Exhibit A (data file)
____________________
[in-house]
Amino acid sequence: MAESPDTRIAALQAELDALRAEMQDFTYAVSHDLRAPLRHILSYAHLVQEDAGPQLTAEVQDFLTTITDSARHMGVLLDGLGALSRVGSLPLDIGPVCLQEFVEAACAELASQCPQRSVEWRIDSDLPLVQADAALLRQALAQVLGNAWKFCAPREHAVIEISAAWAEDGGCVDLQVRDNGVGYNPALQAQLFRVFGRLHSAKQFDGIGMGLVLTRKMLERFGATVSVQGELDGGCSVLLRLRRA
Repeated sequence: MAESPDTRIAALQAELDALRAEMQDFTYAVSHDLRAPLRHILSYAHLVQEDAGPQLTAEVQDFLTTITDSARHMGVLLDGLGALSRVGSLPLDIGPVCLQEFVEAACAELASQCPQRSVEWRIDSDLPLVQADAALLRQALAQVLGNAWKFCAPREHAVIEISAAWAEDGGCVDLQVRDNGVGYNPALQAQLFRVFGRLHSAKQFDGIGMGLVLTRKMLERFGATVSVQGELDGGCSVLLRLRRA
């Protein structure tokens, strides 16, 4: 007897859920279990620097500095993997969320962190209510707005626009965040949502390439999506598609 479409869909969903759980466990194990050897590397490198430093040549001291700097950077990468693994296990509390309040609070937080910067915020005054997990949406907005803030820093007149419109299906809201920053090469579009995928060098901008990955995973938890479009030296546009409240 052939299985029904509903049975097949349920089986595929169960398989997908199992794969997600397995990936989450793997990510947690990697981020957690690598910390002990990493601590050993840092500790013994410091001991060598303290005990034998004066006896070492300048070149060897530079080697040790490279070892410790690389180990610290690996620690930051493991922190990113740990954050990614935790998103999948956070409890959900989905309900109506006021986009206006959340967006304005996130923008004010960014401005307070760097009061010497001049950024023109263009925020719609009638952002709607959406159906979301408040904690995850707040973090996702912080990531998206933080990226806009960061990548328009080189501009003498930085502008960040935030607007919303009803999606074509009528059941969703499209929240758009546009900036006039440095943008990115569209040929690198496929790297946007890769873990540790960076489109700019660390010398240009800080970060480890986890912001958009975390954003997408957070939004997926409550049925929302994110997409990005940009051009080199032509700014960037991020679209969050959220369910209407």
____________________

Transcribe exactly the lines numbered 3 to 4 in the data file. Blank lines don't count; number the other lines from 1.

Repeated sequence: MAESPDTRIAALQAELDALRAEMQDFTYAVSHDLRAPLRHILSYAHLVQEDAGPQLTAEVQDFLTTITDSARHMGVLLDGLGALSRVGSLPLDIGPVCLQEFVEAACAELASQCPQRSVEWRIDSDLPLVQADAALLRQALAQVLGNAWKFCAPREHAVIEISAAWAEDGGCVDLQVRDNGVGYNPALQAQLFRVFGRLHSAKQFDGIGMGLVLTRKMLERFGATVSVQGELDGGCSVLLRLRRA
């Protein structure tokens, strides 16, 4: 007897859920279990620097500095993997969320962190209510707005626009965040949502390439999506598609 479409869909969903759980466990194990050897590397490198430093040549001291700097950077990468693994296990509390309040609070937080910067915020005054997990949406907005803030820093007149419109299906809201920053090469579009995928060098901008990955995973938890479009030296546009409240 052939299985029904509903049975097949349920089986595929169960398989997908199992794969997600397995990936989450793997990510947690990697981020957690690598910390002990990493601590050993840092500790013994410091001991060598303290005990034998004066006896070492300048070149060897530079080697040790490279070892410790690389180990610290690996620690930051493991922190990113740990954050990614935790998103999948956070409890959900989905309900109506006021986009206006959340967006304005996130923008004010960014401005307070760097009061010497001049950024023109263009925020719609009638952002709607959406159906979301408040904690995850707040973090996702912080990531998206933080990226806009960061990548328009080189501009003498930085502008960040935030607007919303009803999606074509009528059941969703499209929240758009546009900036006039440095943008990115569209040929690198496929790297946007890769873990540790960076489109700019660390010398240009800080970060480890986890912001958009975390954003997408957070939004997926409550049925929302994110997409990005940009051009080199032509700014960037991020679209969050959220369910209407």